Distinctive buildings, places in Wisconsin

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Located right on the water, the Milwaukee Art Museum shines out over Lake Michigan.

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You may not be an architect, but who would want to go to Paris and miss the Eiffel Tower? Or to San Antonio and not see The Alamo? Or to Sydney and miss the Opera House? Right. No one. If you're headed to Wisconsin, here are some truly unique buildings that are delightful to visit. Bring a camera, but don't worry - you'll remember what you see.

Taliesin is the life-long masterwork of America's most noted architect, Frank Lloyd Wright. The prairie-style house, located at County Hwy. C at Spring Green, embodies Wright's energy, technique and creative vision. It stands as the longest on-going project of Wright's career. The Frank Lloyd Wright Visitor Center was also a Wright-designed building. Visitor center, estate and tours are free. May 1 - Oct. 31. 9 a.m. - 4:30 p.m. (877) 588-7900. www.taliesinpreservation.org

House on the Rock
"Indescribable." That's how many visitors attempt to explain the House on the Rock, Wisconsin's preeminent tourist attraction, off Hwy. #23 that overlooks Wyoming Valley between Spring Green and Dodgeville. "Beyond words," they say. The house seems an architectural mash-up of Frank Lloyd Wright's Falling Waters, the Playboy Mansion, Camelot, Star Gate and Dante's Inferno. It's filled with astounding collections of dolls, organs, glass, music machines and wonders. Don't miss Alex Jordan's masterpiece: an 80-foot carousel with 269 fantasy creatures and 20,000 lights and angels hovering overhead accompanied by a booming calliope. Admission is fee. April 30 - Oct. 31 (regular season. Some exhibits close in winter and spring). (608) 935-3639. www.thehouseontherock.com

Yerkes Observatory
This beautiful 1890s Victorian building, which looks similar to a castle out of a Vincent Price film, is most famous for the 40-inch refracting telescope, which is the largest in use for scientific research. Currently located at 373 W. Geneva St. in Williams Bay, Yerkes Observatory was built for the 1893 World's Columbian Exposition in Chicago. The observatory also houses other telescopes. It offers evening observing sessions for adults and kids 12 and older. The observatory offers free public tours every Saturday year-round. The 45-minute programs begin at 10 a.m., 11 a.m. and noon. (262) 245-5555. astro.uchicago.edu/yerkes/index.html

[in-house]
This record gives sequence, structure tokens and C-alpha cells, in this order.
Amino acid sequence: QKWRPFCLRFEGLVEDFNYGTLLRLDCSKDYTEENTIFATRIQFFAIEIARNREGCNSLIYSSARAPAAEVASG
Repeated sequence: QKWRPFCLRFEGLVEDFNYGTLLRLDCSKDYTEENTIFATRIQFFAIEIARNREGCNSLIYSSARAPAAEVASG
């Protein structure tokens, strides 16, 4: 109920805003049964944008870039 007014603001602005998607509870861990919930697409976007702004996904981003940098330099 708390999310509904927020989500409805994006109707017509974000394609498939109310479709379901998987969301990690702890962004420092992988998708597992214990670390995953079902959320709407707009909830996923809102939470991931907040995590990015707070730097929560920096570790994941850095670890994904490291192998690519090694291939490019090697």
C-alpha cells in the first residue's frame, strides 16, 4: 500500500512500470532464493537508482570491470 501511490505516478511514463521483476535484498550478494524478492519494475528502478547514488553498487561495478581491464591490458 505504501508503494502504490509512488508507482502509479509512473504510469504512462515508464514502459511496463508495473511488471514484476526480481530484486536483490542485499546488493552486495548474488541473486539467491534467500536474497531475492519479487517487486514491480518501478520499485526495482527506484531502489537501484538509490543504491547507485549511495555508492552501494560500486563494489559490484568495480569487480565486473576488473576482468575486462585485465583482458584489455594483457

Milwaukee Art Museum
This incredible, winged art museum looks as if it is ready to fly off over Lake Michigan. The Quadracci Pavilion is the first Calatrava designed building to be completed in the United States. The Burke Brise Soleil, the movable, wing-like sunscreen is comprised of 72 steel fins and rests on top of a glass-enclosed reception hall. It's raised and lowered to control temperature and light in the structure. The wings open daily at 10 a.m. They flap at noon and close as the museum closes each day. Hours: Mon. through Labor Day: 10 a.m. - 5 p.m., Tues-Sun: 10 a.m. - 5 p.m., Thurs: 10 a.m. - 8 p.m. (414) 224-3200. www.mam.org

Tom's Burned Down Café
You'll have to travel to Bayfield on the shore of Lake Superior at the top of Wisconsin, catch a ferry to Madeline Island and walk about a block to discover one of Travel and Leisure's Best Beach Bars in America. Tom's Burned Down Café is a kind of tiki-bar-bistro, northern exposure nightclub and shrine to creative individualism hunkered under a canvas awning in little La Pointe. The walls are covered with wise and wiseacre sayings painted on bits of board. A hulk of a Cadillac is under the floor. Grab a seat, and have an adult beverage. You'll meet a nice mix of sailors, philosophers, accountants, artists, bikers, professors, sailors and wandering musicians. You certainly won't forget this one. Open spring to fall. www.tomsburneddowncafe.com

Gary Knowles is a Madison-based travel writer, photographer and consultant to travel industry. He serves as the travel advisor on Wisconsin Public Radio's Joy Cardin Show.